The Oneida Tribe of Indians is a sovereign tribal government occupying 102 square miles of land near Green Bay, Wisconsin. Like most federally recognized tribes, The Oneidas are exempt from local property taxes. A recent internal audit stemming from the tribe’s housing authority revealed the tribal government had improperly paid county property taxes for years. In some cases, the tribe both paid the tax and also made payments in lieu of taxes on the same property! The overpayment is estimated at over $1 million.
It’s rare to find tribal governments or businesses that pay taxes on the same property twice but overpayments, missed deductions and rate errors are commonplace. Often the error is only caught when the taxpayer conducts an internal audit.
Most publicly traded companies have an audit committee and use the self audit process not only to avoid tax overpayments but also to detect fraud, insure compliance with state and federal laws and insure proper financial accounting. Smaller businesses, unfortunately, often forego a regular internal audit. That can mean overpayments and potentially costly compliance problems in the future.
The Oneida Tribe says it is not asking for a refund of taxes already paid to the county. Going forward, however, they will not be paying taxes on property within the county. That could mean a revenue shortfall for the county and city or Green Bay, both of which occupy some of the tribe’s reservation. When private businesses overpay property taxes, it is often impossible to recover the money.
We share this story as a reminder of the importance of conducting a periodic internal audit. Company bookkeepers and accountants at small and medium business often spend much of their time preparing tax returns. Periodically, however, these businesses should bring in an outsider or a dedicated internal auditor to determine if the company is taking full advantage of all tax incentives and available credits.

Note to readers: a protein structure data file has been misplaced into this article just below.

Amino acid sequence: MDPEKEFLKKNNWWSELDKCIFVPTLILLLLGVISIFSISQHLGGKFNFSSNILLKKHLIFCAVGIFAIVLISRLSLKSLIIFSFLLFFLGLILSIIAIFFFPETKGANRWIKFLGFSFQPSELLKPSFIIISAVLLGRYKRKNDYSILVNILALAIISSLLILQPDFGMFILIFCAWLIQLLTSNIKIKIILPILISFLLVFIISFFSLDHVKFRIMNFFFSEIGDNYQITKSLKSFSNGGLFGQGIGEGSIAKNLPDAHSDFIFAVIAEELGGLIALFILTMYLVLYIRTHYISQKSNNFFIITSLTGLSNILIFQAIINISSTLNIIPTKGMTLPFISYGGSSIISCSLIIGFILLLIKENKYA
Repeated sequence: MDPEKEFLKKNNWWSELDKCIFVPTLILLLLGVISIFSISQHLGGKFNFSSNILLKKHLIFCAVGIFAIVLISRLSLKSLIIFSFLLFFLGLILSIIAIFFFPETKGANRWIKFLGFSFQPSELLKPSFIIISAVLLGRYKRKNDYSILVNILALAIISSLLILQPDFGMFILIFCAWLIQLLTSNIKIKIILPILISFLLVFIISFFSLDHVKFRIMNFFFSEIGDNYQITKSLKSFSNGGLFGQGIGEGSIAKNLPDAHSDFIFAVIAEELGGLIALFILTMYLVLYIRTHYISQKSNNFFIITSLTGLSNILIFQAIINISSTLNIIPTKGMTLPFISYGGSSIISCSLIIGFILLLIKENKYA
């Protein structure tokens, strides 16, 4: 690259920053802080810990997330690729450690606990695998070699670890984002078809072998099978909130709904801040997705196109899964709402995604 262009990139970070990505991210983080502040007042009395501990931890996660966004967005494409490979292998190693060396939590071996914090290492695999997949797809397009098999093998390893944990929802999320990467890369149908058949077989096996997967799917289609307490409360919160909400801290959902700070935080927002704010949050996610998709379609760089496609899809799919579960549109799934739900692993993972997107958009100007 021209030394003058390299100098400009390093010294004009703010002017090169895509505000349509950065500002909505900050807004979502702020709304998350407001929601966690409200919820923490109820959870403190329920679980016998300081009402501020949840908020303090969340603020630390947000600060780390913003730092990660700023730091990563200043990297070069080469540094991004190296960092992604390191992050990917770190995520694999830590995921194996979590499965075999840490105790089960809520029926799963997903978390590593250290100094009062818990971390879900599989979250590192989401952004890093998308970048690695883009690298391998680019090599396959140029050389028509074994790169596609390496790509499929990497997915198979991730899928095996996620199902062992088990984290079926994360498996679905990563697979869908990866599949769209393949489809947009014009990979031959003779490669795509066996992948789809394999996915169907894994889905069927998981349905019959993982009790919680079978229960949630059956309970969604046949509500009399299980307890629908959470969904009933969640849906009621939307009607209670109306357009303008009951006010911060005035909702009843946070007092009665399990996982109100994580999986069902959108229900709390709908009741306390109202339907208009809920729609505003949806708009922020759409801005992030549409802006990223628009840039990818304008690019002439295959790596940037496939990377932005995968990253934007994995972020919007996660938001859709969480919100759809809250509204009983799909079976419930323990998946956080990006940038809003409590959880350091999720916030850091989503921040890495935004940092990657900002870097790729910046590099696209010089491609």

In another recent internal audit story, the California Department of Forestry and Fire Protection learned that it wrongfully took $3.6 million in legal settlement monies. Those funds were supposed to go to the state’s general fund. Because internal controls at the agency were so poor, administrators cannot account for much of the equipment purchased with the money.
There is a difference between poor internal controls within a corporation versus a government agency. A proper internal audit can save both groups money, however.
The tax and IRS attorneys at Mahany & Ertl help businesses of every size pay the minimum of amount of tax owed. There is a clear line between tax reduction and tax evasion; our team can keep your business out of trouble, help you save money and avoid costly government tax audits and penalties. For a no obligation consultation, contact attorney Brian Mahany at or by telephone at (direct). All inquiries are protected by the attorney client privilege and kept in strict confidence.
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Posted by Brian Mahany, Esq.